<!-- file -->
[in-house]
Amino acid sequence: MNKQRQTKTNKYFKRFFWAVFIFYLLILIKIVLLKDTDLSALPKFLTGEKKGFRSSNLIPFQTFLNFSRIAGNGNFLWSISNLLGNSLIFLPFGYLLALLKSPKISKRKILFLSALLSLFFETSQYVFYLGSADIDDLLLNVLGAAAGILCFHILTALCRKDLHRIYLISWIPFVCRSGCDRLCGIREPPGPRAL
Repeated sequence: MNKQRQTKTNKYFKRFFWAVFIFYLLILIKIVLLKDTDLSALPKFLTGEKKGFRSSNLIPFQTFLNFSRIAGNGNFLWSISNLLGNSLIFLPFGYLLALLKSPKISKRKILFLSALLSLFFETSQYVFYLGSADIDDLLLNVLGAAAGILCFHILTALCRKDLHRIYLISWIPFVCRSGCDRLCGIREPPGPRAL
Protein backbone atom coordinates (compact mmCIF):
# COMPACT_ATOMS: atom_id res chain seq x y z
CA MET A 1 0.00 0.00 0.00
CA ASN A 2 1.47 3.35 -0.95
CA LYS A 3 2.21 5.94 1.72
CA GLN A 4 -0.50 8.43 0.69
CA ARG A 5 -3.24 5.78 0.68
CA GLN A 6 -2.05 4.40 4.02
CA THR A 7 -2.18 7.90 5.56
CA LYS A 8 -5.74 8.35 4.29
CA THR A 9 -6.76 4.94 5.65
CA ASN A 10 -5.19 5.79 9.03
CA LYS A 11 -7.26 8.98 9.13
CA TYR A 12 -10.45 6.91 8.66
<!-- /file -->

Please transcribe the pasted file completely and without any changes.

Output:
[in-house]
Amino acid sequence: MNKQRQTKTNKYFKRFFWAVFIFYLLILIKIVLLKDTDLSALPKFLTGEKKGFRSSNLIPFQTFLNFSRIAGNGNFLWSISNLLGNSLIFLPFGYLLALLKSPKISKRKILFLSALLSLFFETSQYVFYLGSADIDDLLLNVLGAAAGILCFHILTALCRKDLHRIYLISWIPFVCRSGCDRLCGIREPPGPRAL
Repeated sequence: MNKQRQTKTNKYFKRFFWAVFIFYLLILIKIVLLKDTDLSALPKFLTGEKKGFRSSNLIPFQTFLNFSRIAGNGNFLWSISNLLGNSLIFLPFGYLLALLKSPKISKRKILFLSALLSLFFETSQYVFYLGSADIDDLLLNVLGAAAGILCFHILTALCRKDLHRIYLISWIPFVCRSGCDRLCGIREPPGPRAL
Protein backbone atom coordinates (compact mmCIF):
# COMPACT_ATOMS: atom_id res chain seq x y z
CA MET A 1 0.00 0.00 0.00
CA ASN A 2 1.47 3.35 -0.95
CA LYS A 3 2.21 5.94 1.72
CA GLN A 4 -0.50 8.43 0.69
CA ARG A 5 -3.24 5.78 0.68
CA GLN A 6 -2.05 4.40 4.02
CA THR A 7 -2.18 7.90 5.56
CA LYS A 8 -5.74 8.35 4.29
CA THR A 9 -6.76 4.94 5.65
CA ASN A 10 -5.19 5.79 9.03
CA LYS A 11 -7.26 8.98 9.13
CA TYR A 12 -10.45 6.91 8.66